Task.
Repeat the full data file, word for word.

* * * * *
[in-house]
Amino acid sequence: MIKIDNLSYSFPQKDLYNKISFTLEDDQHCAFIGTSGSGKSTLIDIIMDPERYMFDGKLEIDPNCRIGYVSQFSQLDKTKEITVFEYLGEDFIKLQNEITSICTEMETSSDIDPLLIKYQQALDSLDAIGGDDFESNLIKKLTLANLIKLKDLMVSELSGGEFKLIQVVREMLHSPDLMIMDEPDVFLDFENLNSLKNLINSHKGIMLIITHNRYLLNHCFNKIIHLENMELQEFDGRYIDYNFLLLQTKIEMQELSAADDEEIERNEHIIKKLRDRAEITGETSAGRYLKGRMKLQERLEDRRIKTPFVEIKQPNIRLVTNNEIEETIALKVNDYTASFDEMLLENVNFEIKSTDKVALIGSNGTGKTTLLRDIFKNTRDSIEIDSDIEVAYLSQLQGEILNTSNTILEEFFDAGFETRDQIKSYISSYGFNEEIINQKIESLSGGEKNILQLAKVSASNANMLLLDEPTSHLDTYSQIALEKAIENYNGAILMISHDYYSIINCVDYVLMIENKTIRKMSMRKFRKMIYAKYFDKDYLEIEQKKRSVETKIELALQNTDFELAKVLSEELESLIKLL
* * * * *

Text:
[in-house]
Amino acid sequence: MIKIDNLSYSFPQKDLYNKISFTLEDDQHCAFIGTSGSGKSTLIDIIMDPERYMFDGKLEIDPNCRIGYVSQFSQLDKTKEITVFEYLGEDFIKLQNEITSICTEMETSSDIDPLLIKYQQALDSLDAIGGDDFESNLIKKLTLANLIKLKDLMVSELSGGEFKLIQVVREMLHSPDLMIMDEPDVFLDFENLNSLKNLINSHKGIMLIITHNRYLLNHCFNKIIHLENMELQEFDGRYIDYNFLLLQTKIEMQELSAADDEEIERNEHIIKKLRDRAEITGETSAGRYLKGRMKLQERLEDRRIKTPFVEIKQPNIRLVTNNEIEETIALKVNDYTASFDEMLLENVNFEIKSTDKVALIGSNGTGKTTLLRDIFKNTRDSIEIDSDIEVAYLSQLQGEILNTSNTILEEFFDAGFETRDQIKSYISSYGFNEEIINQKIESLSGGEKNILQLAKVSASNANMLLLDEPTSHLDTYSQIALEKAIENYNGAILMISHDYYSIINCVDYVLMIENKTIRKMSMRKFRKMIYAKYFDKDYLEIEQKKRSVETKIELALQNTDFELAKVLSEELESLIKLL